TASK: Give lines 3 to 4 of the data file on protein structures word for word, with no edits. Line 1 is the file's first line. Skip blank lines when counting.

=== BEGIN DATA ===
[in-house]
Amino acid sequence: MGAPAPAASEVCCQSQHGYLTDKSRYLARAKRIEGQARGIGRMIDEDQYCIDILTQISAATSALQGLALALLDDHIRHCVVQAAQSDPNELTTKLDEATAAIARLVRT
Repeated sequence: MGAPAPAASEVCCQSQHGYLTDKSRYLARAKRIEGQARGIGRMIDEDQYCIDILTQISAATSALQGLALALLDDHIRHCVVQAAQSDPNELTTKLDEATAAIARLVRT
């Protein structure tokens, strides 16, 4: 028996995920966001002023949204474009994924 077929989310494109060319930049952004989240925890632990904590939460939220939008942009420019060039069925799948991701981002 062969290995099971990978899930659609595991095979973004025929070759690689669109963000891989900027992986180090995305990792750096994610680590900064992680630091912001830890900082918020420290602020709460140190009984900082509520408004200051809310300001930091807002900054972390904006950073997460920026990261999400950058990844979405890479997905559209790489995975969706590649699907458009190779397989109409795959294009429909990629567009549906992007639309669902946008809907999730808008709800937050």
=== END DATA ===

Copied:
Repeated sequence: MGAPAPAASEVCCQSQHGYLTDKSRYLARAKRIEGQARGIGRMIDEDQYCIDILTQISAATSALQGLALALLDDHIRHCVVQAAQSDPNELTTKLDEATAAIARLVRT
């Protein structure tokens, strides 16, 4: 028996995920966001002023949204474009994924 077929989310494109060319930049952004989240925890632990904590939460939220939008942009420019060039069925799948991701981002 062969290995099971990978899930659609595991095979973004025929070759690689669109963000891989900027992986180090995305990792750096994610680590900064992680630091912001830890900082918020420290602020709460140190009984900082509520408004200051809310300001930091807002900054972390904006950073997460920026990261999400950058990844979405890479997905559209790489995975969706590649699907458009190779397989109409795959294009429909990629567009549906992007639309669902946008809907999730808008709800937050």